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Broadband hardware

Choosing the right broadband provider is only half the battle - the right broadband hardware will equip you with the means to get online.

Key points

  • Broadband hardware is the equipment you need to access the internet
  • A router means that more than one person can be online simultaneously
  • Devices like tablets are wi-fi enabled and don't need any extra hardware in areas with available wi-fi

The importance of broadband hardware is often overlooked when searching for the right deal, but it's important to make sure that you've got the right equipment for your needs, so you can make the most of your broadband connection.

Hardware refers to the objects needed to get your broadband working - modems and routers, mostly. Faulty or out-of-date broadband hardware can affect the speed and quality of your connection, and may stop you getting online at all.

Broadband hardware doesn't need to be fancy or expensive - in fact, your provider may supply it free of charge when you take out a broadband contract.

How to improve your broadband speed

Phone line

First of all consider your phone line - check if your line is capable of delivering ADSL services. This will allow you to receive high speed internet through your phone line.

Fibre optic broadband is available throughout the majority of the UK; to check whether you can get it in your area, enter Gocompare.com's quote process and input your postcode.


A broadband router is used to connect two or more networks together - allowing more than one person to connect to the internet at any one time. Most routers are used wirelessly.

There are lots of things to think about before buying a wireless router. Consider how easily a router will be to set up, whether it has an ADSL modem built-in and what distances it can cope with.

You can also buy signal boosters to extend your wireless range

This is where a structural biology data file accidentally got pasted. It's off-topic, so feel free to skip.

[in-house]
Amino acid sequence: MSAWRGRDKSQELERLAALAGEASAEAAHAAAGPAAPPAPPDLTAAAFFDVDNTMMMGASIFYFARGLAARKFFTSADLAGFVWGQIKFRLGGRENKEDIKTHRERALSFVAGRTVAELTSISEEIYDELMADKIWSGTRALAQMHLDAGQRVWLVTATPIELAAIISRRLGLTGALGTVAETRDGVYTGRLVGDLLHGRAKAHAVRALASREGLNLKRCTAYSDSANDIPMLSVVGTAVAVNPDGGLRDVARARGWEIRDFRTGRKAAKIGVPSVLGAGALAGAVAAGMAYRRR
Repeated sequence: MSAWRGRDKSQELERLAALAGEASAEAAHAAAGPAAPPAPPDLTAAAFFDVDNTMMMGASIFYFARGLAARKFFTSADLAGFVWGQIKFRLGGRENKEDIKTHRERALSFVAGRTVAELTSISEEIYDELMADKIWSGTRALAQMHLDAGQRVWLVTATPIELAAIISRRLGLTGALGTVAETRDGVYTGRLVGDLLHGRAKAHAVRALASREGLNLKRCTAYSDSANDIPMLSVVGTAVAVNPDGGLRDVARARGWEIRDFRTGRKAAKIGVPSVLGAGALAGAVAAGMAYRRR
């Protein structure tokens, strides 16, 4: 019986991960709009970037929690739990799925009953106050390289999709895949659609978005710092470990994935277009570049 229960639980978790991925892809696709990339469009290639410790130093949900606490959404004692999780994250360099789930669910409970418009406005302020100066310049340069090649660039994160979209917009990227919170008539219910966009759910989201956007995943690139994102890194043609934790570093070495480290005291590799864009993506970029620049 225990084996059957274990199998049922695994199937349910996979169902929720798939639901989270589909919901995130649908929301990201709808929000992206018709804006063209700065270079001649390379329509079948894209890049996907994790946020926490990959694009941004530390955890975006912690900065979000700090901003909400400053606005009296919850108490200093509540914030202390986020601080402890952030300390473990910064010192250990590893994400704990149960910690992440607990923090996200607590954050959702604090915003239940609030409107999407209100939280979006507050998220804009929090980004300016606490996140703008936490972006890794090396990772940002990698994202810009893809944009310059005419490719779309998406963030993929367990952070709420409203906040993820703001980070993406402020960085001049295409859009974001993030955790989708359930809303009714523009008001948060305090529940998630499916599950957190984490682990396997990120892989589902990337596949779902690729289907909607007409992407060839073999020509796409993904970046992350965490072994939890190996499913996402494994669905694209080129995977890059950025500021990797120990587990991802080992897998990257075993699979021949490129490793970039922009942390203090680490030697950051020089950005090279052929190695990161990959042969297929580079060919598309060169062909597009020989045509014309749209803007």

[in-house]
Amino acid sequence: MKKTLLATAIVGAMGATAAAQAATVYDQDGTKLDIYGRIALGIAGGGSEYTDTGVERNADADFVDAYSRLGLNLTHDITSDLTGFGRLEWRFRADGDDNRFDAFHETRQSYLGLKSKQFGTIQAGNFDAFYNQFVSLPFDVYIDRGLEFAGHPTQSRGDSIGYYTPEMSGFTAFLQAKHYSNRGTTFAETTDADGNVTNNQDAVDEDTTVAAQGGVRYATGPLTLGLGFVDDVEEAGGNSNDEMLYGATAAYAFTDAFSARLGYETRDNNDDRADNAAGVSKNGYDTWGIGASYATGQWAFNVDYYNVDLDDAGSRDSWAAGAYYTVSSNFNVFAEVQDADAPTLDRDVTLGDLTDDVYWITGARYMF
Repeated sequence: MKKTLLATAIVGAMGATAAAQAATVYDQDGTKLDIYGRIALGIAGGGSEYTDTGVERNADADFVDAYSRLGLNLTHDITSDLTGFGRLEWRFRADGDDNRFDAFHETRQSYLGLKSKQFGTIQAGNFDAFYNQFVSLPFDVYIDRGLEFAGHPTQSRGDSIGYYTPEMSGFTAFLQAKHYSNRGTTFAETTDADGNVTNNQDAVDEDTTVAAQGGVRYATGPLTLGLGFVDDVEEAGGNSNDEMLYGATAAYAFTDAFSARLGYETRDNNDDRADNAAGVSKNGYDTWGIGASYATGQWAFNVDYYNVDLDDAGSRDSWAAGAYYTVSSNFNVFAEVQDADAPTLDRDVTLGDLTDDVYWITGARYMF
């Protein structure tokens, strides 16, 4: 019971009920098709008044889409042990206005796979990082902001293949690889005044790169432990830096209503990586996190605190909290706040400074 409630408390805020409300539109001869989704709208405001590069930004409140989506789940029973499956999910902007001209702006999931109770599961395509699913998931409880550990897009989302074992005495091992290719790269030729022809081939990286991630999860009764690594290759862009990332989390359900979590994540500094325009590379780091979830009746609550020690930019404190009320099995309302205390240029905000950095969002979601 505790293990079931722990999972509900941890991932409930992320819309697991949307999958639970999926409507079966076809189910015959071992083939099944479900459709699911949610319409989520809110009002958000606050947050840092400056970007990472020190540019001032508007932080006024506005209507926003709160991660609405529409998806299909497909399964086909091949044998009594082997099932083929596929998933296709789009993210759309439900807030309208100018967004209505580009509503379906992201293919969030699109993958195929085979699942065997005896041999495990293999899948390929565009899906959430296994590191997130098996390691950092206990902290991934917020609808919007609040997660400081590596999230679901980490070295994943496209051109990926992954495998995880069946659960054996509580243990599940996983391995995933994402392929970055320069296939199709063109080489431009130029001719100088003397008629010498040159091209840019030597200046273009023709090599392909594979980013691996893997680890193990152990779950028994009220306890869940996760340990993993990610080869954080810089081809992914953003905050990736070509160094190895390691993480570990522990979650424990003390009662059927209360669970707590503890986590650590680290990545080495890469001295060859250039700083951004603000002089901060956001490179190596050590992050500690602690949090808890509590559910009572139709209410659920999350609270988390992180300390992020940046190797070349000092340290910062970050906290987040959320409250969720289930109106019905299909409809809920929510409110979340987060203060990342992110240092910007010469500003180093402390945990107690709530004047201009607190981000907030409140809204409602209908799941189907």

Most broadband providers will give you a router when you sign up, but you may need to replace a router if yours isn't giving you what you need or you want to upgrade to a new one.

Give your provider a ring to check whether you're entitled to a free upgrade - providers are sometimes willing to offer new hardware as an incentive to stay with them.

Check that your chosen device is compatible and will work with your internet service provider's (ISP) connection. For example, some providers use ADSL2 broadband technology, which means you will need an ADSL2 compatible modem or router.

You can also buy signal boosters to extend your wireless range. If you live in a large house your broadband signal may not reach certain rooms, and signal strength is key to getting the most out of your service. Alternatively, you can use directional antennas to provide coverage to a specific area.

Mobile broadband

Most mobile devices, including smartphones and tablets are wi-fi enabled, so as long as you're in a wi-fi enabled area, you can access the internet.

If not, you can purchase mobile broadband in the form of a dongle or SIM for your tablet.

Before you invest in any broadband hardware, compare providers to find the best deal for you - consider broadband usage and speed, cost, bundles and whether hardware comes as part of the contract.

A cheaper deal may catch you out by charging for equipment and installation, so read the terms and conditions before you sign up.

Remember, a cheap deal isn't necessarily the right choice, so it's important to weigh up your options.

By Emily Bater